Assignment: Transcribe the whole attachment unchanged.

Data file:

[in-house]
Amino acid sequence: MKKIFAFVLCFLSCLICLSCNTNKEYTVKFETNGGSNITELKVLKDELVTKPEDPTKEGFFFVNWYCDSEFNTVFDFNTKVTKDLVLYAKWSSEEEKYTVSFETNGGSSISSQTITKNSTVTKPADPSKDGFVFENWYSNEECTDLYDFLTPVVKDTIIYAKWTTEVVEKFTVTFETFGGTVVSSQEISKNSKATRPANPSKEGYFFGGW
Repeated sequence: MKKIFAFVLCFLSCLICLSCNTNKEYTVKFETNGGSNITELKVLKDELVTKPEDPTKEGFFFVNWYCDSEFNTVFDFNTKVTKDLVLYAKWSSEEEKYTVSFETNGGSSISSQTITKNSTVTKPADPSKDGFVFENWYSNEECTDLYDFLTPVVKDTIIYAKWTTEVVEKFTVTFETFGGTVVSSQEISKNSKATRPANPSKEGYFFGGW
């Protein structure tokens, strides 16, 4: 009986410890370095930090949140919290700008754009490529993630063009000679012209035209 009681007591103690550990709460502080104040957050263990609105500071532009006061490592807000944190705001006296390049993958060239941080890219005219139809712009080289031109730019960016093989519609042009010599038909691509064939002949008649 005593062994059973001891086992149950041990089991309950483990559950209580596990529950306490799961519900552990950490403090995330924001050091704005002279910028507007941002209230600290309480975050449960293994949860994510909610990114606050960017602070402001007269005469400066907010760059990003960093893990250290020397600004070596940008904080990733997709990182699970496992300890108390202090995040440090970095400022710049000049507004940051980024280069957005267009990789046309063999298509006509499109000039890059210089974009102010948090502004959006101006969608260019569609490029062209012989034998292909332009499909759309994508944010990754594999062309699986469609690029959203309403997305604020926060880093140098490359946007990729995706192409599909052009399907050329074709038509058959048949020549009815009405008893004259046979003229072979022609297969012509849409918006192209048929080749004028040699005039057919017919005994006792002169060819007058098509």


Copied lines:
[in-house]
Amino acid sequence: MKKIFAFVLCFLSCLICLSCNTNKEYTVKFETNGGSNITELKVLKDELVTKPEDPTKEGFFFVNWYCDSEFNTVFDFNTKVTKDLVLYAKWSSEEEKYTVSFETNGGSSISSQTITKNSTVTKPADPSKDGFVFENWYSNEECTDLYDFLTPVVKDTIIYAKWTTEVVEKFTVTFETFGGTVVSSQEISKNSKATRPANPSKEGYFFGGW
Repeated sequence: MKKIFAFVLCFLSCLICLSCNTNKEYTVKFETNGGSNITELKVLKDELVTKPEDPTKEGFFFVNWYCDSEFNTVFDFNTKVTKDLVLYAKWSSEEEKYTVSFETNGGSSISSQTITKNSTVTKPADPSKDGFVFENWYSNEECTDLYDFLTPVVKDTIIYAKWTTEVVEKFTVTFETFGGTVVSSQEISKNSKATRPANPSKEGYFFGGW
């Protein structure tokens, strides 16, 4: 009986410890370095930090949140919290700008754009490529993630063009000679012209035209 009681007591103690550990709460502080104040957050263990609105500071532009006061490592807000944190705001006296390049993958060239941080890219005219139809712009080289031109730019960016093989519609042009010599038909691509064939002949008649 005593062994059973001891086992149950041990089991309950483990559950209580596990529950306490799961519900552990950490403090995330924001050091704005002279910028507007941002209230600290309480975050449960293994949860994510909610990114606050960017602070402001007269005469400066907010760059990003960093893990250290020397600004070596940008904080990733997709990182699970496992300890108390202090995040440090970095400022710049000049507004940051980024280069957005267009990789046309063999298509006509499109000039890059210089974009102010948090502004959006101006969608260019569609490029062209012989034998292909332009499909759309994508944010990754594999062309699986469609690029959203309403997305604020926060880093140098490359946007990729995706192409599909052009399907050329074709038509058959048949020549009815009405008893004259046979003229072979022609297969012509849409918006192209048929080749004028040699005039057919017919005994006792002169060819007058098509």